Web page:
Described by the architects as ‘a love letter to Fitzroy’, this house is an homage to the inner city suburb’s eclectic streetscape, with its grungy laneways, and a patchwork of grand old red brick Victorian homes, weatherboard cottages, old factories and new development.
The project is a renovation and extension of a double story Victorian house built in 1850, and its neighbouring garden. Initially, separate lots, the house and garden were recently consolidated into a single title. It was the Architect’s challenge to expand on the footprint and amenity of the existing heritage home, without over-developing the site.
In a neighbourhood where high land value pushes many homeowners to squeeze as much ‘house’ as possible onto tight inner city blocks, this home is a refreshing deviation from the norm. The owners sought a more creative, nuanced solution which would increase living space slightly but would also retain much of the garden, resulting in a dwelling surrounded by lush green views, and a home that is open and connected to the surrounding suburb.
Austin Maynard Architects designed a new glass corridor running along the eastern exterior wall of the original terrace, linking the existing house with an old stable at the rear of the property – now a garage and parents retreat. A new modern pavilion was also added, housing a new kitchen, living and dining space.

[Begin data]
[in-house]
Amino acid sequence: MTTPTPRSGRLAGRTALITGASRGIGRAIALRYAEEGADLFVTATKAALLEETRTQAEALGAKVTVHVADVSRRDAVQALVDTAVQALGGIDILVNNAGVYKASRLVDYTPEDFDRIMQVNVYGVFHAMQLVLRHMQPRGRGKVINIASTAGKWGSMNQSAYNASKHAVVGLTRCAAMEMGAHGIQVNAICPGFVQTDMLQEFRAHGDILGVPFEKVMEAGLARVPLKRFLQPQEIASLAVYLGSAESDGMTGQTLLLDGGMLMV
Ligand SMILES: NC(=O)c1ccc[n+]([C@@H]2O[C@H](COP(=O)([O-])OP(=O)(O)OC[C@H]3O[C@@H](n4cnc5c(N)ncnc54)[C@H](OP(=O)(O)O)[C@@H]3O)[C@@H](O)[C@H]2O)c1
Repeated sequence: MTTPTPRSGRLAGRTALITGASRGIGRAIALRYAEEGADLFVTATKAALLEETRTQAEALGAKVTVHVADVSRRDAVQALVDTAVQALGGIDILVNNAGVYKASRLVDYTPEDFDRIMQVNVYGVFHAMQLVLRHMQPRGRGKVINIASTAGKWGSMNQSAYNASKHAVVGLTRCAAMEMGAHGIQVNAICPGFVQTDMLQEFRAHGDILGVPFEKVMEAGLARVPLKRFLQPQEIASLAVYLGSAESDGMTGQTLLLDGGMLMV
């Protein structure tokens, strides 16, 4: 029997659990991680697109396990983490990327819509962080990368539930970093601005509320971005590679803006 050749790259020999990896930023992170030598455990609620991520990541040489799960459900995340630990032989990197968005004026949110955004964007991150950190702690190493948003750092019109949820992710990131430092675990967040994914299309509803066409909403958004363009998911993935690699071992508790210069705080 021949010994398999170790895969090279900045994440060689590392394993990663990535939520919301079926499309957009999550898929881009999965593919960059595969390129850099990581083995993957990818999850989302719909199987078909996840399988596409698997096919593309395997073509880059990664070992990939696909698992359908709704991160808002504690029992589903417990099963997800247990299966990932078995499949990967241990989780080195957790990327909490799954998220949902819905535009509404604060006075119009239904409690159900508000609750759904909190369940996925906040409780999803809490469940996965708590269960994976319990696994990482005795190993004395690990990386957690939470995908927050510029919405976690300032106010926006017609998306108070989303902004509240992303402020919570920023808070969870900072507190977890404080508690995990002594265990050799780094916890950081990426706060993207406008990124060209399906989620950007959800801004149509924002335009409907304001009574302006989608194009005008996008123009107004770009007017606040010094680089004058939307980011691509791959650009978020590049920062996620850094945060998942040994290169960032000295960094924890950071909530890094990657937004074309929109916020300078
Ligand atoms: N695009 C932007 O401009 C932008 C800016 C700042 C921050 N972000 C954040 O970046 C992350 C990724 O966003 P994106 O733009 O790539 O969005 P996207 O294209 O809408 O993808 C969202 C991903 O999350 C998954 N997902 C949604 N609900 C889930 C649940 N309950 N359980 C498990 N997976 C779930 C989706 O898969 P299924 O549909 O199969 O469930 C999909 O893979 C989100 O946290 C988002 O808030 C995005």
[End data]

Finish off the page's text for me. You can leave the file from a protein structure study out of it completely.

An eclectic materials palette speaks to the ‘patchwork’ nature of the surrounding suburb, bringing together curved corrugated Colorbond, polish concrete, recycled brick, floor to ceiling glass and timber floors and internal lining.
As with many of Austin Maynard’s projects, this house has a uniquely anthropomorphised character. It’s playful and friendly, it encourages human interaction, and even seems to smile at passers-by. All in all, King Bill is more than just a ‘forever home’ for its owners, it’s a member of the family.
Project Team : Andrew Maynard, Mark Austin, Kathryne Houchin, Ray Dinh
Builder: CBD Contracting
Net Engineer: Tensys
Landscape Architects: Bush Projects